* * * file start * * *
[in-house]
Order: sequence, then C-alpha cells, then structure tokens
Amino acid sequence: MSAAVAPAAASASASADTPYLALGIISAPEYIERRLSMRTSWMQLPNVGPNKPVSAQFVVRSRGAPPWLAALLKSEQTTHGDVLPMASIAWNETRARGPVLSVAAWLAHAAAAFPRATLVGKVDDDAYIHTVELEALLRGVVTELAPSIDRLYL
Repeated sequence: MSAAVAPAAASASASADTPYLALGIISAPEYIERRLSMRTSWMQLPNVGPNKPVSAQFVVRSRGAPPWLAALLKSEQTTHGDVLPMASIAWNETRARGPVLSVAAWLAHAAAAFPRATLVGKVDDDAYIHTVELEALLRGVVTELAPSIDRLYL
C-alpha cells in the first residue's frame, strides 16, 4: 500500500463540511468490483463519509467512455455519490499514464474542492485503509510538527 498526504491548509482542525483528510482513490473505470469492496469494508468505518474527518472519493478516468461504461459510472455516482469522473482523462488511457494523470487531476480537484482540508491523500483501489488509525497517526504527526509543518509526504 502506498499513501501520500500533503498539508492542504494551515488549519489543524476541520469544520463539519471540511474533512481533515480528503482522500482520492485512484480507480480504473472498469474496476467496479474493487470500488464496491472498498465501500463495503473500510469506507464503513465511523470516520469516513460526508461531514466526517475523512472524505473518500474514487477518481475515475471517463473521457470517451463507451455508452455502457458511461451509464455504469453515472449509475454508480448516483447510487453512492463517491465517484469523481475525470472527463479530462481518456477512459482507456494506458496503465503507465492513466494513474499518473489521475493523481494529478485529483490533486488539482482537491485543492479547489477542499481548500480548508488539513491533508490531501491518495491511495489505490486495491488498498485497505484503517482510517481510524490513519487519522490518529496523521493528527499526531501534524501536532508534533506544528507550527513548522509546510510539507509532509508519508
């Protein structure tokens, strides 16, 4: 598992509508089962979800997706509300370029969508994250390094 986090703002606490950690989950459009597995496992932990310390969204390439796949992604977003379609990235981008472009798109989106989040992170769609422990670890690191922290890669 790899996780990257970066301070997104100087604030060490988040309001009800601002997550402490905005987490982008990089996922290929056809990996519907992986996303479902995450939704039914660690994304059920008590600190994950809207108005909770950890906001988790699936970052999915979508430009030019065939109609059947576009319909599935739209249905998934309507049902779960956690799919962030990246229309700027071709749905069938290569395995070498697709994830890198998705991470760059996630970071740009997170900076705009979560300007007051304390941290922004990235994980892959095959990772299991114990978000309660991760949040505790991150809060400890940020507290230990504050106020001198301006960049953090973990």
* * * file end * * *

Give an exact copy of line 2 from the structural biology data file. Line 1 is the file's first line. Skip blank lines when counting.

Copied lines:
Order: sequence, then C-alpha cells, then structure tokens